Foolish Wives (1922)

Erich von Stroheim is a complex and compromised figure from early cinema history. His entire legacy is built on contradictions and missed potential. He was very much a man of his time — his worldview and place in culture built around postwar politics and shifting cultural mores. He was one of the great American silent-era filmmakers, but also one defined by his enigmatic foreign image, cultivated by starring as a barbarian in 1910s military propaganda films.

What von Stroheim is best remembered for is a cultural tragedy: None of the films from the peak of his creative output remain extant in a complete form. His three most famous films — Foolish Wives, Greed, and The Wedding March — were each chopped up by studio editors, with the majority of film shot for each film lost. (Greed, in particular, is one of lost cinema’s white whales; a legendary 8-hour version screened only once.) It’s like if Orson Welles had never managed to release Citizen Kane, and all we had of his was The Magnificent Ambersons.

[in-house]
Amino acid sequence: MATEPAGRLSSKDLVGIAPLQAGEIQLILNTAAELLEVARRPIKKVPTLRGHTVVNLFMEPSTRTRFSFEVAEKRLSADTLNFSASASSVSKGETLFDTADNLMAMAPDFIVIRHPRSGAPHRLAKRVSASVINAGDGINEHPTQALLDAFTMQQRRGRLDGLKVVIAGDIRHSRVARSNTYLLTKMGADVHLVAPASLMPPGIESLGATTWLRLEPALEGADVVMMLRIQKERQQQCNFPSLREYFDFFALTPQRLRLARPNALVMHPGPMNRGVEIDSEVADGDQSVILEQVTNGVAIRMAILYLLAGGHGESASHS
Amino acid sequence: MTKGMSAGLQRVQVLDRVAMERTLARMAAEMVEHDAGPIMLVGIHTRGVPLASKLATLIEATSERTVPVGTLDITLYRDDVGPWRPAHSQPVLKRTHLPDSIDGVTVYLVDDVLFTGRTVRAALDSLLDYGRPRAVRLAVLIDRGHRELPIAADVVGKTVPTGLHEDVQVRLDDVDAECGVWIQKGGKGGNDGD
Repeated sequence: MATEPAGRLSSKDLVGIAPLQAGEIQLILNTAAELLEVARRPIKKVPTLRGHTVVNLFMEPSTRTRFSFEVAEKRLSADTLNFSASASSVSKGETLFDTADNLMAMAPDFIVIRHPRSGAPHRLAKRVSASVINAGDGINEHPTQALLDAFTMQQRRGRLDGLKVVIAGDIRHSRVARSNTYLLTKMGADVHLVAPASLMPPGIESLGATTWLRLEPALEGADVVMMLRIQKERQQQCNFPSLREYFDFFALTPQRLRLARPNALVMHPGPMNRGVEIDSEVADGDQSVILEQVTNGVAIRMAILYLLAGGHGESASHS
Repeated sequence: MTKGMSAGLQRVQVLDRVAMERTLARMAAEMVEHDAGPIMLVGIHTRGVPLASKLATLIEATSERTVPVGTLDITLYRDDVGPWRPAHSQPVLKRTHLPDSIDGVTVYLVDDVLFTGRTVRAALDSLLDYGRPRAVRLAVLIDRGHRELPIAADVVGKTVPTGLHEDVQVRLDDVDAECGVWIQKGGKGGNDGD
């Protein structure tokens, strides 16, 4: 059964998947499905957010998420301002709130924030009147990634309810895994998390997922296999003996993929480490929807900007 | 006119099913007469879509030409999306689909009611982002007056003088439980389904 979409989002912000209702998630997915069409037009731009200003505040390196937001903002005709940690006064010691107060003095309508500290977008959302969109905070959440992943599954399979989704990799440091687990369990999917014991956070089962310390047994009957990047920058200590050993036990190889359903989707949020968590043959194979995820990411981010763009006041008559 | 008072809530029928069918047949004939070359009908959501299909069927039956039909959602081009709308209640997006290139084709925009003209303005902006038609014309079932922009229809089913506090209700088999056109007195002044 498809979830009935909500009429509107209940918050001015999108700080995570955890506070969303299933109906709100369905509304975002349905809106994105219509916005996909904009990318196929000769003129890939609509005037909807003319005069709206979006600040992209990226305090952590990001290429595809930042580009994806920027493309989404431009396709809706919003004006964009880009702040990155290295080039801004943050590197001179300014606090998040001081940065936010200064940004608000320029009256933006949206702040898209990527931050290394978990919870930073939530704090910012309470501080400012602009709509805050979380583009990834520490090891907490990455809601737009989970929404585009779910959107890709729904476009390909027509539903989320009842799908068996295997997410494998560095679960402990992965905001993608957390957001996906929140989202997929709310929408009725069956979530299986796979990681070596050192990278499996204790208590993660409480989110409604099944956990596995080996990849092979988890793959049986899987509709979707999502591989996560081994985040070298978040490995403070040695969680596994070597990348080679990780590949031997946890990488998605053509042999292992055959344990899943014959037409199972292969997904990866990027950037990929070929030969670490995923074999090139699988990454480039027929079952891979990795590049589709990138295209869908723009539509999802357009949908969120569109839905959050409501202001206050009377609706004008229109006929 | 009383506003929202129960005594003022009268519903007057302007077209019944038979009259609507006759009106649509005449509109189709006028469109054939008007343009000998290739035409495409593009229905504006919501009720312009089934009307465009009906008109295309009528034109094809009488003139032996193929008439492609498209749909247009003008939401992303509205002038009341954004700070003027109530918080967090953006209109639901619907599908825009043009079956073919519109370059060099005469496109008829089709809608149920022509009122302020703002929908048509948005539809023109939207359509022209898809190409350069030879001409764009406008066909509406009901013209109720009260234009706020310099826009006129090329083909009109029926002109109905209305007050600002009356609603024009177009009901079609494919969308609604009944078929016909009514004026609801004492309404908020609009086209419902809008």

The earliest of von Stroheim’s butchered epics is Foolish Wives, which debuted for Universal in 1922 as the most expensive film ever made to that point. The film’s marketing and reputation hinged on a massive set recreating Monte Carlo — Universal executives even proposed naming film Monte Carlo to play up that aspect. What the film delivers runs much deeper than a glitzy gambling spectacle, though.